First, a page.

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Activity of telithromycin and comparators against isolates of Legionella pneumophila collected from patients with community-acquired respiratory tract infections: PROTEKT Years 1-5.

https://arctichealth.org/en/permalink/ahliterature78204
Source
Clin Microbiol Infect. 2007 Jul;13(7):743-6
Publication Type
Article
Date
Jul-2007
Author
Dunbar L M
Farrell D J
Author Affiliation
LSU Health Science Center, New Orleans, LA 70112, USA. ldunba@lsuhsc.edu
Source
Clin Microbiol Infect. 2007 Jul;13(7):743-6
Date
Jul-2007
Language
English
Publication Type
Article
Keywords
Adolescent
Adult
Aged
Anti-Bacterial Agents - pharmacology
Community-Acquired Infections - epidemiology - microbiology
Female
Humans
Ketolides - pharmacology
Legionella pneumophila - drug effects - isolation & purification
Legionnaires' Disease - epidemiology - microbiology
Male
Microbial Sensitivity Tests
Middle Aged
Population Surveillance
Respiratory Tract Infections - epidemiology - microbiology
World Health
Abstract
The in-vitro activity of telithromycin and comparator antibacterial agents was determined against clinical isolates of Legionella pneumophila collected in the PROTEKT surveillance study. In total, 133 isolates were collected between 1999 and 2004 from 13 countries (Australia, Belgium, Czech Republic, France, Germany, Hungary, Ireland, Italy, Japan, Portugal, Spain, Sweden and the USA). MICs were determined by broth microdilution. Telithromycin maintained activity between Year 1 (MIC(90) 0.015 mg/L) and Year 5 (MIC(90) 0.03 mg/L), as did the comparator antibacterial agents. Telithromycin appears to be a candidate for coverage of legionellosis in the empirical treatment of community-acquired respiratory tract infection.
PubMed ID
17403130 View in PubMed
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Aetiology and risk factors of community-acquired pneumonia in hospitalized patients in Norway.

https://arctichealth.org/en/permalink/ahliterature281873
Source
Clin Respir J. 2016 Nov;10(6):756-764
Publication Type
Article
Date
Nov-2016
Author
Wenche Røysted
Øystein Simonsen
Andrew Jenkins
Marjut Sarjomaa
Martin Veel Svendsen
Eivind Ragnhildstveit
Yngvar Tveten
Anita Kanestrøm
Halfrid Waage
Jetmund Ringstad
Source
Clin Respir J. 2016 Nov;10(6):756-764
Date
Nov-2016
Language
English
Publication Type
Article
Keywords
Adult
Aged
Community-Acquired Infections - epidemiology - microbiology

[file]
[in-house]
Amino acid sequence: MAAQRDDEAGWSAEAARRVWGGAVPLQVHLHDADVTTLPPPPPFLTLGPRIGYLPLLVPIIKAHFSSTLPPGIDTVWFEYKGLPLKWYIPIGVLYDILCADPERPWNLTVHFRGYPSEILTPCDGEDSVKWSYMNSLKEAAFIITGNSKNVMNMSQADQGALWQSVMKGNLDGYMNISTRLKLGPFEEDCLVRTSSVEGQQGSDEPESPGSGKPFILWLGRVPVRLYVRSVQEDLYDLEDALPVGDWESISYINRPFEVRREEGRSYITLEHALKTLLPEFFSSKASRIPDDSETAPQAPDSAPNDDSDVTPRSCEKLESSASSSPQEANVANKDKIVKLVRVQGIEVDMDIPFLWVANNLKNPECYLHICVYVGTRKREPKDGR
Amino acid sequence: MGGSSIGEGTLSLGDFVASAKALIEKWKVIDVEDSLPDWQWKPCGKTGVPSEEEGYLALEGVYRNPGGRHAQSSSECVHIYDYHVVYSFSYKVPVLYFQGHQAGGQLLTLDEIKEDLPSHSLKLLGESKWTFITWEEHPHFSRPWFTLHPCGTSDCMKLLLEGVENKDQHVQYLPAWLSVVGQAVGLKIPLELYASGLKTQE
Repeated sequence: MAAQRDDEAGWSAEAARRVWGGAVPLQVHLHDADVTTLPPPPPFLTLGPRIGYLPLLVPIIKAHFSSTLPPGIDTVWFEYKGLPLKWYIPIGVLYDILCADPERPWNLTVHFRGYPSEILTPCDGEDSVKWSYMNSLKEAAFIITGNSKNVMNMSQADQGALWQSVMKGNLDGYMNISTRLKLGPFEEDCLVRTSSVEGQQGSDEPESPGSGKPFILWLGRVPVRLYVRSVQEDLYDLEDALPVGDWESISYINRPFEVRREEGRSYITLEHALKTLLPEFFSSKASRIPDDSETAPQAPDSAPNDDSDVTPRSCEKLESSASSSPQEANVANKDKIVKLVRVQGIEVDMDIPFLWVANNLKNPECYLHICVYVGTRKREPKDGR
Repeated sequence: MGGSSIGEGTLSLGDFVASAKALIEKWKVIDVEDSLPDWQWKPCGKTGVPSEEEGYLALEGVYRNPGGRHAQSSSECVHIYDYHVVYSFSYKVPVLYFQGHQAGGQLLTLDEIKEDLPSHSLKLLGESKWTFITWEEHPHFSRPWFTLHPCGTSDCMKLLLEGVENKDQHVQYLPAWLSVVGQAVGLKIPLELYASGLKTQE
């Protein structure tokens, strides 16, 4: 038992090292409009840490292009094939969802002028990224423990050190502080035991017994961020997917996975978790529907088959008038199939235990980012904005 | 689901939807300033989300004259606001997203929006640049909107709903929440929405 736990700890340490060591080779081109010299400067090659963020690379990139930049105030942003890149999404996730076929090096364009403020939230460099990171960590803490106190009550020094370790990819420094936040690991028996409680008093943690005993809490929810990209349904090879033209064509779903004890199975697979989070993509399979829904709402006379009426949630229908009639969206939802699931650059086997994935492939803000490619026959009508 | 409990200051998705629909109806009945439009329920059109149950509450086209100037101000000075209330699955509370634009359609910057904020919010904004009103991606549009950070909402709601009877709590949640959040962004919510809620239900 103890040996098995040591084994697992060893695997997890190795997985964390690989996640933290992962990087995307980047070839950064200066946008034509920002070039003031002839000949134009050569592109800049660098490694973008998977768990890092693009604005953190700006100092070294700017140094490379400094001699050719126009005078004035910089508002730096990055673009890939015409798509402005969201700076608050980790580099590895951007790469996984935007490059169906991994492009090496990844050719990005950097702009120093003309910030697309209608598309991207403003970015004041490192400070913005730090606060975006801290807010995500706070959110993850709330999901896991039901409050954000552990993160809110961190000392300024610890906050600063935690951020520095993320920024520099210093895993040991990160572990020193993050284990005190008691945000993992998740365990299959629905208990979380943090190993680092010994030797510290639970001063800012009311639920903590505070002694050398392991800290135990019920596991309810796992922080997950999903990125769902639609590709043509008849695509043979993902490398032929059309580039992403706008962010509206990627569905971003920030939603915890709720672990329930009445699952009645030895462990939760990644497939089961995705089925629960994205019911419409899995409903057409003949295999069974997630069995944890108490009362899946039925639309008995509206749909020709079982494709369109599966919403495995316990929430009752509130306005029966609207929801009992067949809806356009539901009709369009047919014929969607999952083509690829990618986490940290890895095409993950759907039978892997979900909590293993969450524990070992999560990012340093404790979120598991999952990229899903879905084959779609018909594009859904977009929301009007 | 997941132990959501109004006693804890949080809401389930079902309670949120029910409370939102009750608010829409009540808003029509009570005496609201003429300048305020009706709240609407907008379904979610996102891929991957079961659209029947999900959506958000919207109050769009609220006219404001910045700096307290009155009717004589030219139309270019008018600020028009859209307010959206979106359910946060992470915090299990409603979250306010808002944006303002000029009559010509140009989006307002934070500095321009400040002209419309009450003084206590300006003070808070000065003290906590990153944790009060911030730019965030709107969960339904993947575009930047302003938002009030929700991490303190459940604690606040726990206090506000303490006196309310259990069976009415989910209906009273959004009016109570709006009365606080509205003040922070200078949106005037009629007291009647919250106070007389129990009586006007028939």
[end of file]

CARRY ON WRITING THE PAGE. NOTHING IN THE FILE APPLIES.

Female
Gram-Negative Bacteria - isolation & purification
Gram-Negative Bacterial Infections - epidemiology - microbiology
Gram-Positive Bacteria - isolation & purification
Gram-Positive Bacterial Infections - epidemiology - microbiology
Hospitalization
Humans
Male
Middle Aged
Norway - epidemiology
Prevalence
Prospective Studies
Risk factors
Young Adult
Abstract
In Norway, data on the aetiology of community-acquired pneumonia (CAP) in hospitalized patients are limited. The aims of this study were to investigate the bacterial aetiology of CAP in hospitalized patients in Norway, risk factors for CAP and possible differences in risk factors between patients with Legionnaire's disease and pneumonia because of other causes.
Adult patients with radiologically confirmed CAP admitted to hospital were eligible for the study. Routine aerobic and Legionella culture of sputum, blood culture, urinary antigen test for Legionella pneumophila and Streptococcus pneumoniae, polymerase chain reaction detection of Chlamydophila pneumoniae, Mycoplasma pneumoniae and Bordetella pertussis from throat specimens, and serology for L.?pneumophila serogroup 1-6 were performed. A questionnaire, which included demographic and clinical data, risk factors and treatment, was completed.
We included 374 patients through a 20-month study period in 2007-2008. The aetiological agent was detected in 37% of cases. S.?pneumoniae (20%) was the most prevalent agent, followed by Haemophilus influenzae (6%) and Legionella spp. (6%). Eight Legionella cases were diagnosed by urinary antigen test, of which four also had positive serology. In addition, 13 Legionella cases were diagnosed by serology. The degree of comorbidity was high. An increased risk of hospital-diagnosed Legionella pneumonia was found among patients with a diagnosis of chronic congestive heart failure.
Our results indicate that S.?pneumoniae is the most common bacterial cause of pneumonia in hospitalized patients, and the prevalence of Legionella pneumonia is probably higher in Norway than recognized previously.
PubMed ID
25764275 View in PubMed
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Bacterial pathogens isolated from patients with bloodstream infection: frequencies of occurrence and antimicrobial susceptibility patterns from the SENTRY antimicrobial surveillance program (United States and Canada, 1997).

https://arctichealth.org/en/permalink/ahliterature205155
Source
Antimicrob Agents Chemother. 1998 Jul;42(7):1762-70
Publication Type
Article
Date
Jul-1998
Author
M A Pfaller
R N Jones
G V Doern
K. Kugler
Author Affiliation
Department of Pathology, University of Iowa College of Medicine, Iowa City 52242, USA. mpfaller@blue.weeg.uiowa.edu
Source